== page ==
The following post is a chapter from our book, Working in Thailand: How to Ditch the Desk, Board the Flight, and Land the Job, written by Patrick Taylor and Karsten Aichholz.
Each Thursday over the next few months we’ll be releasing one chapter for free. If you don’t want to wait for us to release each chapter, you can pick up the book in its entirety on Amazon.
The Legal Counsellor
All quotes by Isaac (last name withheld for privacy), legal counsellor.
Remember what we said earlier about the legal business being strictly off-limits for foreigners in Thailand? Well, it’s time to come clean. Like many rules in Thailand, there are always exceptions—and for this particular rule, the exception is a gentleman we’ll call Isaac.
Isaac is not a lawyer, per se—that would be, as we’ve already established, illegal. Rather, he’s been hired by a multinational conglomerate as, in his words, an in-house legal counsel.
His daily work includes:
reviewing contracts, investment opportunities and other documentation for various companies.”
He also liaises with external legal counsel and manages critical litigation. All fairly typical stuff for a corporate legal counsel.
However, for those familiar with the court system in the West, Thailand may prove something of a culture shock. For starters, the court system can be something of a nightmare to navigate.
The Thai court and judicial system is very different from that of other countries I have dealt with. It is highly inorganic and procedural with the way it deals with issues, which can take a bit of getting used to.”
Thai courts can be notoriously slow. A big trial can potentially run for more than five years, and it is far from uncommon for labor trials to run between two and three years before a verdict is reached.
Isaac certainly has his work cut out for him at his company. It is far from a small-time concern.
The group owns [several] publicly listed companies in Thailand, and has a significant presence in at least a dozen countries.”
That’s a lot of weight for an in-house legal counsel to handle.
So how does a foreigner land such a prestigious position in the first place? Once again—and this is very much going to be a recurring trope throughout this book—the answer in Isaac’s case was networking.
[I found out about the position] through family relations with the Group. They needed someone young and reliable for future generations.”
In terms of qualifications for the job, Isaac confirmed that a simple law degree was required.
So you’ve got the qualification, you’ve successfully made some interested contacts, and you’re young and hungry to get your teeth into some tasty contract negotiations. But what about those pesky regulations on foreign lawyers?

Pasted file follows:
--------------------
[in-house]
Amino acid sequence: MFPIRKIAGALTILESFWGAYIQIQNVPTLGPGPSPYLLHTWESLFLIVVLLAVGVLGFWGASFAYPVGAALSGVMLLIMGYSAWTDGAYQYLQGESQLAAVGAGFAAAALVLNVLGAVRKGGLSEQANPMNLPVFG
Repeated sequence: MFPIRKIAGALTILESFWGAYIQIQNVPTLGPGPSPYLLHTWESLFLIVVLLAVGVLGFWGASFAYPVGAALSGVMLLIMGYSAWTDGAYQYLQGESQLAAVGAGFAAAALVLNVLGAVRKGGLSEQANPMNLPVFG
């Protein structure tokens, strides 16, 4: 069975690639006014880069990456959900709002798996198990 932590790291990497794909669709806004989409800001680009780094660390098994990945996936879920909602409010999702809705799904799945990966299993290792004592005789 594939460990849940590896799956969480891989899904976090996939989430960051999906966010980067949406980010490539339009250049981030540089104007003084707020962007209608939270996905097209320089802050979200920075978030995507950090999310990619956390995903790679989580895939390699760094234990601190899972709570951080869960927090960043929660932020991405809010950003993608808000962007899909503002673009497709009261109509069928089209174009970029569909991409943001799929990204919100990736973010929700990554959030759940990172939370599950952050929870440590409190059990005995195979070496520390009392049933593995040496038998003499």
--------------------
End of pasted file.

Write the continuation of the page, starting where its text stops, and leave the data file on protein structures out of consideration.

Well, it turns out that it’s a little more complicated than that. There are exemptions for foreigners like Isaac to practice the law legally in Thailand. Foreigners are indeed restricted from obtaining a full license to practice the law in Thailand—according to the Lawyers Act VE 2528 (1985), Section 35, one of the required qualifications for registering for and obtaining a license allowing you to work as a lawyer is being a Thai national.
However, a foreign national can obtain a limited license entitling them to offer advisory services in foreign and international law (as in a position like Isaac’s). In this capacity, foreign lawyers may provide services in some other form of commercial association with local lawyers. They are permitted to establish a commercial presence (such as a law office) to offer advisory services in foreign and international law—however, they are required to enter into commercial association with local lawyers or law firms.
More information on these restrictions can be found at Thailand Starter Kit’s Legal Advice page.
Finally, as is typical for the legal profession, the salary for a position like Isaac’s can be fairly high.
Depending on the amount of experience the job seeker has, I think a fair range would be 150,000 baht to 200,000 baht [per month]”
Isaac certainly seems content in his position, and with his life in Thailand, despite the occasional difficulties of the legal system.
Having lived here for the past four years, I feel like I would never want to move anywhere else in the world. I think this happens to a lot of people who stay here. It’s definitely not for everyone, but those who like it, love it.”
Now, on to You
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